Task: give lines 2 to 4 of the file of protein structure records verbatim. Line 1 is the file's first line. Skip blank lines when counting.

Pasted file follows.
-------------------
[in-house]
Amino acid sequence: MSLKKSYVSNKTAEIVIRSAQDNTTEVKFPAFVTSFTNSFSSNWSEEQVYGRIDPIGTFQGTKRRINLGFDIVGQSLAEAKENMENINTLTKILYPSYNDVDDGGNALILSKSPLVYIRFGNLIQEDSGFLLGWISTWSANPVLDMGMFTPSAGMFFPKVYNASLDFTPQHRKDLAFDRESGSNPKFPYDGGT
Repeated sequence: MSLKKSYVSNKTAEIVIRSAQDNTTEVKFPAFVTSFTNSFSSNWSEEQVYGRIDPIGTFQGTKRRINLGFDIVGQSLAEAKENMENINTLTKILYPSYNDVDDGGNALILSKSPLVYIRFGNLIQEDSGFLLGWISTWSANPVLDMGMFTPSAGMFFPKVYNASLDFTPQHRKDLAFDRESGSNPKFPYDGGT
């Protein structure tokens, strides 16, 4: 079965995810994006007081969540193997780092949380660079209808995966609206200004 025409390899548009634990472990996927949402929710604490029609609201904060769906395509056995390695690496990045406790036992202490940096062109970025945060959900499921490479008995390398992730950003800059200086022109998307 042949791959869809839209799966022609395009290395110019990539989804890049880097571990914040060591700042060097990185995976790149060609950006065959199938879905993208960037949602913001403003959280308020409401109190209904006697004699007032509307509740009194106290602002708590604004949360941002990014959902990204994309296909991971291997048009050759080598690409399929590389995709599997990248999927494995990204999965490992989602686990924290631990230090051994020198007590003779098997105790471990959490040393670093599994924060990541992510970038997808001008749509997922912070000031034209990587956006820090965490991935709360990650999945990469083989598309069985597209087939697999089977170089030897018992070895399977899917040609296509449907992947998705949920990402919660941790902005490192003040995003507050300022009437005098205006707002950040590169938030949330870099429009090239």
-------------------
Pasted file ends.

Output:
Amino acid sequence: MSLKKSYVSNKTAEIVIRSAQDNTTEVKFPAFVTSFTNSFSSNWSEEQVYGRIDPIGTFQGTKRRINLGFDIVGQSLAEAKENMENINTLTKILYPSYNDVDDGGNALILSKSPLVYIRFGNLIQEDSGFLLGWISTWSANPVLDMGMFTPSAGMFFPKVYNASLDFTPQHRKDLAFDRESGSNPKFPYDGGT
Repeated sequence: MSLKKSYVSNKTAEIVIRSAQDNTTEVKFPAFVTSFTNSFSSNWSEEQVYGRIDPIGTFQGTKRRINLGFDIVGQSLAEAKENMENINTLTKILYPSYNDVDDGGNALILSKSPLVYIRFGNLIQEDSGFLLGWISTWSANPVLDMGMFTPSAGMFFPKVYNASLDFTPQHRKDLAFDRESGSNPKFPYDGGT
């Protein structure tokens, strides 16, 4: 079965995810994006007081969540193997780092949380660079209808995966609206200004 025409390899548009634990472990996927949402929710604490029609609201904060769906395509056995390695690496990045406790036992202490940096062109970025945060959900499921490479008995390398992730950003800059200086022109998307 042949791959869809839209799966022609395009290395110019990539989804890049880097571990914040060591700042060097990185995976790149060609950006065959199938879905993208960037949602913001403003959280308020409401109190209904006697004699007032509307509740009194106290602002708590604004949360941002990014959902990204994309296909991971291997048009050759080598690409399929590389995709599997990248999927494995990204999965490992989602686990924290631990230090051994020198007590003779098997105790471990959490040393670093599994924060990541992510970038997808001008749509997922912070000031034209990587956006820090965490991935709360990650999945990469083989598309069985597209087939697999089977170089030897018992070895399977899917040609296509449907992947998705949920990402919660941790902005490192003040995003507050300022009437005098205006707002950040590169938030949330870099429009090239």